Political debate often feels like it takes place in hermeneutically sealed chambers, but British politics at the moment provides a particularly surreal example.
On the one hand, there is the ongoing debate about whether or not the June 2017 election was as good as it gets as far as Jeremy Corbyn’s electoral appeal goes. A dire set of polling for the party, showing a collapse in the Labour leader’s own ratings, has just been published by the Evening Standard, adding further fuel to the debate.
I’ve written about why I don’t buy the “peak Corbyn” thesis myself before, and I don’t want to go over old ground. But the whole debate feels both arid and surreal, as it ignores the other big question in British politics: which is whether or not the Conservative Party can get through the final stage of the Brexit process without suffering economic damage, political damage or both.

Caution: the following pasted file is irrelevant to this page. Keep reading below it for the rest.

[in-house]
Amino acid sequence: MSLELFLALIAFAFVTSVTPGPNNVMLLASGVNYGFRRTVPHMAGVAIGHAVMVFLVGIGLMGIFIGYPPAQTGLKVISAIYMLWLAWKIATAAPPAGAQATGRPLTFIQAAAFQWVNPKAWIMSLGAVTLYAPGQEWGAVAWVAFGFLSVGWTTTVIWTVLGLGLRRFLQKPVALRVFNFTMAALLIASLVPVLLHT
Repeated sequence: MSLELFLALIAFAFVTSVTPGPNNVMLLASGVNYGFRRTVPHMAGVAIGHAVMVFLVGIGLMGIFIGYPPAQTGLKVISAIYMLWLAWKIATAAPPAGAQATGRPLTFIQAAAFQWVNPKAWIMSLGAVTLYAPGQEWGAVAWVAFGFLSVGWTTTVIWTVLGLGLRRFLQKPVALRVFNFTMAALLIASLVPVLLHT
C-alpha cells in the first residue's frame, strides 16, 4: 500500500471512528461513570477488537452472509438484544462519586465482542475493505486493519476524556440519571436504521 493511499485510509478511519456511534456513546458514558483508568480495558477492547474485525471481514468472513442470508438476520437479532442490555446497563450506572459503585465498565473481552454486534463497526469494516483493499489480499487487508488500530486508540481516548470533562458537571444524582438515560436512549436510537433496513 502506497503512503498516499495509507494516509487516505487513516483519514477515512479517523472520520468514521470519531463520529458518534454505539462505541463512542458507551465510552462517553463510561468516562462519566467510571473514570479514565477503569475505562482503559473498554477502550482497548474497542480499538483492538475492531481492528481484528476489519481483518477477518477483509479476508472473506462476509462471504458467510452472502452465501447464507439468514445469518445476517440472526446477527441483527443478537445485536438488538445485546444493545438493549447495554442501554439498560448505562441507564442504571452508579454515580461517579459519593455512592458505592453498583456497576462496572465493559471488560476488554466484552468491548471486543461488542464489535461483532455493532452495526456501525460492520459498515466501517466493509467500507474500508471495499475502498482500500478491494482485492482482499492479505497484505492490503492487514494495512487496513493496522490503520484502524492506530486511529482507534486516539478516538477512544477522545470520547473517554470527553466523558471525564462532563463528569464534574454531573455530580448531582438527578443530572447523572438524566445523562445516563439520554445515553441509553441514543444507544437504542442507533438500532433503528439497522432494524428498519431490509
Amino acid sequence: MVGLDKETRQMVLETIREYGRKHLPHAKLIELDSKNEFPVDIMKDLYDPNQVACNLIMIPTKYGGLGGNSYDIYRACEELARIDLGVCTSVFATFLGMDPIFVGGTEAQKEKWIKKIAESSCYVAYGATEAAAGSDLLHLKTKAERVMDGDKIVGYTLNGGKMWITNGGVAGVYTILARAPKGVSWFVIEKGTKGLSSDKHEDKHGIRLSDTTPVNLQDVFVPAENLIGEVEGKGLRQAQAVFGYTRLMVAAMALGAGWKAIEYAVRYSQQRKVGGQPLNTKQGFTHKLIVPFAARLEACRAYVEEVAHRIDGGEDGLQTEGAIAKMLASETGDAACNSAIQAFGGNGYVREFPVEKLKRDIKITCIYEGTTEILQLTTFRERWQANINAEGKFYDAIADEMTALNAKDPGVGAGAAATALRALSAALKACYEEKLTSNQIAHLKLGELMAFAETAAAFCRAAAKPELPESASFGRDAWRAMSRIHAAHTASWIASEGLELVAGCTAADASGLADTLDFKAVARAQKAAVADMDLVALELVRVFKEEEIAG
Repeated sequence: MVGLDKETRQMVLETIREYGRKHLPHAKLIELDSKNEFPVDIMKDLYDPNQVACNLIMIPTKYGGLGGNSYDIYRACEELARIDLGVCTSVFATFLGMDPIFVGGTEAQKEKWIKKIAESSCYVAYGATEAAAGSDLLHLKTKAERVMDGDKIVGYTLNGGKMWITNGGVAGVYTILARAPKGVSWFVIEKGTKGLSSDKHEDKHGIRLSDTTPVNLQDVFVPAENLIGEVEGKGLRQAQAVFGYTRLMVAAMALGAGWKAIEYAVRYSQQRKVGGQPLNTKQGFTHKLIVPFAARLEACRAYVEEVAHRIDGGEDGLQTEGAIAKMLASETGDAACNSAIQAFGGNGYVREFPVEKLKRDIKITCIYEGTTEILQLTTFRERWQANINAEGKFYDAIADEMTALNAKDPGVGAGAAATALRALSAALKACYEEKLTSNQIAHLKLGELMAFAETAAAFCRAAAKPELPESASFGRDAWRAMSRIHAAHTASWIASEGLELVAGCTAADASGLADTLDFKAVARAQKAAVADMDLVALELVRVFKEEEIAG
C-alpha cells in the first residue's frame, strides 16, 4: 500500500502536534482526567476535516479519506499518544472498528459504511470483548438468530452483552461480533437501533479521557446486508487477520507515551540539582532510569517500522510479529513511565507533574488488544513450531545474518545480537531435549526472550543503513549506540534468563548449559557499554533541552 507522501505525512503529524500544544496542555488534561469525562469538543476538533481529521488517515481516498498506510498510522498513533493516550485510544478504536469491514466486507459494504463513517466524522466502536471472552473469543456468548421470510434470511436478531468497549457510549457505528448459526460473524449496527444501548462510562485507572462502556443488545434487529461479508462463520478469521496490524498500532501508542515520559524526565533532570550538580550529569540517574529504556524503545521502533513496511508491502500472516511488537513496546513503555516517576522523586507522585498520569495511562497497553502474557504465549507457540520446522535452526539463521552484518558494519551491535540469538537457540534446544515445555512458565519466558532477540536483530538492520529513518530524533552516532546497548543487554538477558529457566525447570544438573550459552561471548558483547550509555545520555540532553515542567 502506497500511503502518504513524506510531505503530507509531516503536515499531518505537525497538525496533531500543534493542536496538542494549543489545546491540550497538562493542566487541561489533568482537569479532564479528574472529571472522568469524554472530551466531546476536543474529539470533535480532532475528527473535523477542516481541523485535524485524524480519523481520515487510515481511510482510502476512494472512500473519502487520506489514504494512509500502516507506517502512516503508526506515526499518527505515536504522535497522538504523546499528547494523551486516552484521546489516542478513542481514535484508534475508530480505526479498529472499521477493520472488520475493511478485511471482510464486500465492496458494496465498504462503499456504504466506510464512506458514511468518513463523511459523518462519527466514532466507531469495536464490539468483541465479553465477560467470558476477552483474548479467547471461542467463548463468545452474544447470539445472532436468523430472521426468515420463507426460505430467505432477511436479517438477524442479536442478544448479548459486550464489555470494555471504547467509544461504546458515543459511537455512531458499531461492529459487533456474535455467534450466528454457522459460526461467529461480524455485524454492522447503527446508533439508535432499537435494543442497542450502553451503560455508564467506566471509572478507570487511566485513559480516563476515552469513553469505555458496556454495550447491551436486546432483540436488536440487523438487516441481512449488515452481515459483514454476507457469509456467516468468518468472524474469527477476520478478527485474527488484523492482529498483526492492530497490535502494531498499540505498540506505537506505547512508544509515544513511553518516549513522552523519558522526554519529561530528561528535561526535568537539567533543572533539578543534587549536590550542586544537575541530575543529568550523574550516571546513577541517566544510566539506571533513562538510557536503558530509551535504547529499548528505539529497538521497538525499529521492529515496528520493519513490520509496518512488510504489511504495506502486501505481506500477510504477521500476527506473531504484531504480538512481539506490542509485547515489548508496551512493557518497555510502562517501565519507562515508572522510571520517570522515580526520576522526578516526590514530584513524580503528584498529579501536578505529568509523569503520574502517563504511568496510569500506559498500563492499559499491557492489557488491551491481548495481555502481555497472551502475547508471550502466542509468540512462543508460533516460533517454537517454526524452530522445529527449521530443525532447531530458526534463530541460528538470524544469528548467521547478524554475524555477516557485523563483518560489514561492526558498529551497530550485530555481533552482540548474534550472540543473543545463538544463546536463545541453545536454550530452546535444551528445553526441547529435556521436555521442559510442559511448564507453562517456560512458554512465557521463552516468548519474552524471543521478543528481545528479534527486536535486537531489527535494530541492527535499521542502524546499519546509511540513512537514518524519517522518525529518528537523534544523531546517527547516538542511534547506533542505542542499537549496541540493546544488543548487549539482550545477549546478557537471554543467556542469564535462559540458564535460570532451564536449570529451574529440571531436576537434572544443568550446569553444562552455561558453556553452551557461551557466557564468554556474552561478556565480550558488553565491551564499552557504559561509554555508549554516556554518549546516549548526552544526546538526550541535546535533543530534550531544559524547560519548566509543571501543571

We know that there is a very real possibility of a full-blown economic and political crisis before the year is out – and we should therefore know that any conversation about how the Opposition is doing, and its prospects next time, are likely, one way or another, to rest on very different foundations by March 2019 than they do today.
It’s simply far too early to talk about Labour’s political prospects – or the chances of, or impact caused by a new party, for that matter – when we know that there is the very real prospect of a major shift in the political ecosystem, one that could very easily upend politics as we know it in major ways.